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How do digestive glands develop?
- They develop from evagination of endodermal tube near the start of the small intestine- around 6th week of embryogenesis.
- Connections are maintained as ducts that drain all three glands to the small intestines.
What are the three digestive glands?
What is the sphincter of Oddi?
- Sphincter that controls what comes out of the pancreas, liver, and gall bladder into the small intestine
- Embedded in pancreatic tissue
- Smooth muscle of muscularis is dominant
Where is the pancreas located?
Located on the posterior abdominal wall behind stomach and duodenum.
What is the function of the pancreas?
- Dual exocrine/endocrine gland
- Endocrine- ductless 'islets' secrete insulin and glucagon
- Exocrine - Acini secrete digestive enzymes and bicarbonate ions into ducts
What are the two major cell types in the endocrine islets of the pancreas?
- alpha cells- secrete glucagon which increases the blood glucose level
- beta cells- secrete insulin which decreases the blood glucose level
Name one important difference between type I and type II diabetes?
Type I diabetes occurs I is a result of a decrease in functional ß cells which results in a decrease in insulin production; In contrast, in Type II diabetes there is often a decrease in responsiveness of target cells to insulin
How do the endocrine islets appear under LM and EM?
- LM: appear as pale/chromophobic cells under H&E
- EM: small secretory vesicles
What are the two main types of cells in the exocrine islets?
- Acinar cells (zymogenic)- secrete digestive enzymes in their inactive forms (zymogens)
- Centroacinar cells- secrete bicarbonate ions to prevent the activation of zymogens until they reach the duodenum
How do zymogenic cells appear under LM and EM?
- Dark/chromophilic with H&E staining (L.M.)
- Large vesicles (E.M.)
How do centroacinar cells appear under LM and EM?
- Pale/chromophobic with H&E staining (L.M.)
- No large secetory vesicles, many tight junctions between cells (E.M.)
What stimulates the activity of exocrine cells in the pancreas?
- endocrine hormone- Cholecystokinin (CCK)
- Produced by DNES cells in the small intestines
Which chemical relaxes the sphincter of Oddi?
Name four functions of the liver.
- Bile production (exocrine gland)
- Plasma protein production (endocrine gland)
- Detoxification ie. Alcohol dehydrogenase
- Storage ie. glycogen
- All these functions are performed by hepatocytes (multiple functions in the same cell)
Which two blood vessels supply the liver?
- Hepatic Portal Vein: high in nutrients and bilirubin- drains GI tract, spleen, and enters liver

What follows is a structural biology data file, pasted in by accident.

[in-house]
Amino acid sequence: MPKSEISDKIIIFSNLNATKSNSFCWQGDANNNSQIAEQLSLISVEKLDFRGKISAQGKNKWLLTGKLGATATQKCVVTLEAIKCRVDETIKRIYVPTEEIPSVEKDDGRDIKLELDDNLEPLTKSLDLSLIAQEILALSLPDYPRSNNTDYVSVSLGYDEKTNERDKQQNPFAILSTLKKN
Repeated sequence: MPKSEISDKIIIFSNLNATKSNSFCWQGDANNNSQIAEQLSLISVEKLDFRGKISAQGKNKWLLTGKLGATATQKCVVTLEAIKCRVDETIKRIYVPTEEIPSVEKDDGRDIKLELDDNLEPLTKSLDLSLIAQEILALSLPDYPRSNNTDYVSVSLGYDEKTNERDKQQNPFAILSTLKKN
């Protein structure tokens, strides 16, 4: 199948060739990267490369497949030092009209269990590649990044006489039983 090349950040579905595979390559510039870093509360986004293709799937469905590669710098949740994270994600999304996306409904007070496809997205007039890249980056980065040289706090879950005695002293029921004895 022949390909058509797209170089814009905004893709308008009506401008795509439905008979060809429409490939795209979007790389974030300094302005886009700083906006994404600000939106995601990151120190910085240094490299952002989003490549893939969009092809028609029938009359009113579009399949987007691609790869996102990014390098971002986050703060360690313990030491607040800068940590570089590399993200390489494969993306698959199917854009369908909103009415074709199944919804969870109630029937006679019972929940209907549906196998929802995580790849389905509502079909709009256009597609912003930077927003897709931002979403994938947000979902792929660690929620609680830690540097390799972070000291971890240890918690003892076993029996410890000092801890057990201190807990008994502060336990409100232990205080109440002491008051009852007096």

- Hepatic Artery: high in O2 from abdominal aorta and enters liver
- These two mix in venous sinusoids
What are the components of the hepatic portal triad?
- Hepatic portal vein
- hepatic artery
- hepatic bile duct- drains liver of exocrine product (bile)
How does blood leave the liver?
- Blood from branches of the hep. artery and hep. portal vein flow inward via hepatic sinusoids (expanded capillaries), mix, and enter central veins of the hepatic lobule
- The central veins drain into the inferior vena cava
Describe the important cellular features of a hepatocyte.
- Prominent euchromatin
- RER produces plasma proteins
- SER involved in detox (drugs/bile)
- Glycogen granules
What are the secretory domains of a hepatocyte?
- 1) Biliary domain (apical): empties into Bile Canaliculi, closed by hepatocyte tight juctions, drain to bile ducts
- Exocrine products include conjugated/water soluble bilirubin, bile salts, and cholesterol
- 2) Sinusoidal Domain (Basal): empties into sub-sinusoidal 'Space of Disse'
- Endocrine products include plasma proteins and lipoproteins
- Hepatocytes can have more than one apical or basal doman because of their particular orientation
What are Kupffer cells?
macrophages which patrol sinusoids and Space of Disse
What is cirrhosis?
- Chronic inflammation of the liver
- Fibrosis= increased CT/collagen and decreased hepatocytes, form nodules on the surface of the liver
- Fibrosis decreases blood flow through the sinusoids leading to portal vein hypertension- blood backs up in veins that drain the GI tract, can lead to terminal venous swelling ie. esophageal veins and hemorrhoidal veins can burst/hemorrhage
Describe the structure of the gall bladder.
- Simple columnar epl- highly absorptive to concentrate bile
- Lamina propria- highly vascular, loose CT
- Mucosa- highly folded without clearly organized villi or crypts/glands
- No seperate muscularis mucosa or muscularis externa
- Prominent muscularis of overlapping smooth muscle fibers- contractions initiate peristaltic waves in response to CCK and autonomic stimulation
- Adventitia- dense CT
What are gall stones?
Precipitation of bile (esp. salts and cholesterol) that becomes trapped in the draining cystic duct
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